From European debt to the US sequester



As we come to the end of the week, it will be interesting to see how the FX markets react to the possible beginning of “sequestration” tonight at midnight. The President will meet today with congressional leaders in an attempt to avert the $85 billion in federal spending cuts that are set to begin before midnight tonight.

All the “biggies” are expected to attend with John Boehner, Mitch McConnell, Harry Reid and Nancy Pelosi in attendance at the morning meeting. Both parties remain stubbornly stuck with their positions on how to replace the cuts that will total $1.2 trillion over the next nine years. The $85 billion in cuts will occur over the remaining seven months on this fiscal year.

The President has until 11:59 pm this evening to put the cuts into effect. Each party had its own proposal rejected by the other party in the Senate yesterday and there is no additional congressional action planned before the cuts would take effect. The DOW seemed to be more effected by these events than the USD yesterday, as stocks gave back their gains. The S&P ended down 0.1% after being as higher during the day and the DJIA fell 0.2%.

Today will no doubt include plenty of finger pointing by congressional leaders but an outcome and solution is doubtful. Instead we will hear about lost jobs, furloughs of Federal employees, loner delays at airports and cutbacks at national parks and monuments due to the cuts.

At the present time the USD seems somewhat immune to the “goings on” in Washington as traders are focused more on Italy than the United States. The continuing election saga has kept pressure on the EUR. Earlier this morning, the EUR had jumped to the 1.3100 level after the manufacturing sectors in France, Germany and the Euro zone showed improvements in February, although all three were still below the 50 level. On the other hand, Italian unemployment rose to 11.7%, which was higher than expected. After poking its head slightly above 1.3100, to 1.3101, the EUR has retraced and broken back below the 1.3050 area as I write this at 4:45 am.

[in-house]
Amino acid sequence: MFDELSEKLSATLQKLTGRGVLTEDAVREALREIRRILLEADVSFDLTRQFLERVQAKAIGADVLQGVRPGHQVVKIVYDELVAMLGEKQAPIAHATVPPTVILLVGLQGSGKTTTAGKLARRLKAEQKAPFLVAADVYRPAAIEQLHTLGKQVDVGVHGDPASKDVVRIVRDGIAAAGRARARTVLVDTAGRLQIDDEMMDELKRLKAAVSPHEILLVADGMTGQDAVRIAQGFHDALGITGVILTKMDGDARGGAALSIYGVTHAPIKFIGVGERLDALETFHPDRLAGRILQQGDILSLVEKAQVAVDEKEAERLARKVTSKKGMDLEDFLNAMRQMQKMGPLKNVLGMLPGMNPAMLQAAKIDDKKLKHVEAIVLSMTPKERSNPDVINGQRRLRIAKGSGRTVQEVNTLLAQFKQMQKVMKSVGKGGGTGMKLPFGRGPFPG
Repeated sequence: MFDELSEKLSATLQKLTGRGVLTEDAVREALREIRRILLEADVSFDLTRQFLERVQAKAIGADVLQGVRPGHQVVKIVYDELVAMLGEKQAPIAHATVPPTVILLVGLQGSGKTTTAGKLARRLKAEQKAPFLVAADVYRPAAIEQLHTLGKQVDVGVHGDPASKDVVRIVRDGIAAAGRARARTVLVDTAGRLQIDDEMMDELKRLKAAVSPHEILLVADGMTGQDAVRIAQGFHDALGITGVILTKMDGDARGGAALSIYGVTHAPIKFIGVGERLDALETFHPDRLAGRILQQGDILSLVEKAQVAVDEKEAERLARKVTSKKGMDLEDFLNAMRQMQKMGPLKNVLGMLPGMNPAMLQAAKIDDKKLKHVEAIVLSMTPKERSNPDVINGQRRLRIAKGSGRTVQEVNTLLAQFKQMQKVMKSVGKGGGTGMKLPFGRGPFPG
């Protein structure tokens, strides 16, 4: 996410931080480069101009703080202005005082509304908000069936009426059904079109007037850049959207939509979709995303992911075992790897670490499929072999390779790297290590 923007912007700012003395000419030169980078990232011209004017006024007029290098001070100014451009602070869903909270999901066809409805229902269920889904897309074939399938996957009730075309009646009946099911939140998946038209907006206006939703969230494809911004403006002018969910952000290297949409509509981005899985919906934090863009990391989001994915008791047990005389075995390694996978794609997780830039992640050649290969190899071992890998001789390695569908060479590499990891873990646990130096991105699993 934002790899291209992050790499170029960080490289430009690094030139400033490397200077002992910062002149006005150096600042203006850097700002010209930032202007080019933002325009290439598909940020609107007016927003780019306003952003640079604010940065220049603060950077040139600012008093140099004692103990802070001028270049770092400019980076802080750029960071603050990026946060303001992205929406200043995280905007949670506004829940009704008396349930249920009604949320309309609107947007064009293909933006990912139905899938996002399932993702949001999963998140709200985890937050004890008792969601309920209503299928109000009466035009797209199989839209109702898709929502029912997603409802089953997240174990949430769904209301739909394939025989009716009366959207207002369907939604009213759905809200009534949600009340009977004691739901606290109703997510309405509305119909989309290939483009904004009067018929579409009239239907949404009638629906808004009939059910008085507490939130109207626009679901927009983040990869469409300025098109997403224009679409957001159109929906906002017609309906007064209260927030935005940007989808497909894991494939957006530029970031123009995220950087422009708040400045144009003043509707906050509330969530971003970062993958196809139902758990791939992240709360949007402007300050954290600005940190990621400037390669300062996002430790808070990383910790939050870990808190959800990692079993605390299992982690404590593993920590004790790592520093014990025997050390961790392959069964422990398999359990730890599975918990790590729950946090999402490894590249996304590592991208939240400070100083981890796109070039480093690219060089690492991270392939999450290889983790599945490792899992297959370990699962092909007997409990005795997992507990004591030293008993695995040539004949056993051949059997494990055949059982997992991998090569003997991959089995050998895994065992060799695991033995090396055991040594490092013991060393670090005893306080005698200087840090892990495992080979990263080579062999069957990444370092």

Adding to the EUR’s woes are comments coming from analysts that the Netherlands is joining France on the watch list’s of rating agencies leaving it vulnerable to a potential downgrade later this year.

The range for the EUR seems to be set for the rest of today. There is strong support at the 1.3000 level and apparently just as strong resistance at the 1.3100 level, so I would not expect much today. Traders will keep an eye on Washington, but it is doubtful anything significant will happen until after the markets close for the weekend. Technically. a lower close today in EUR put pressure on the currency for the coming week.

There isn’t much to report on the other currencies. The commodity currencies, AUD, CAD and NZD remain week. USD/JPY is trading in a tight range ahead of next week’s expected confirmation of Kuroda as the new head of the BOJ.

Further reading: All hands on deck – rough waters ahead for the pound


About

Matthew Lifson is a Foreign Exchange Trader and a Market Analyst. with Cambridge Mercantile Group.

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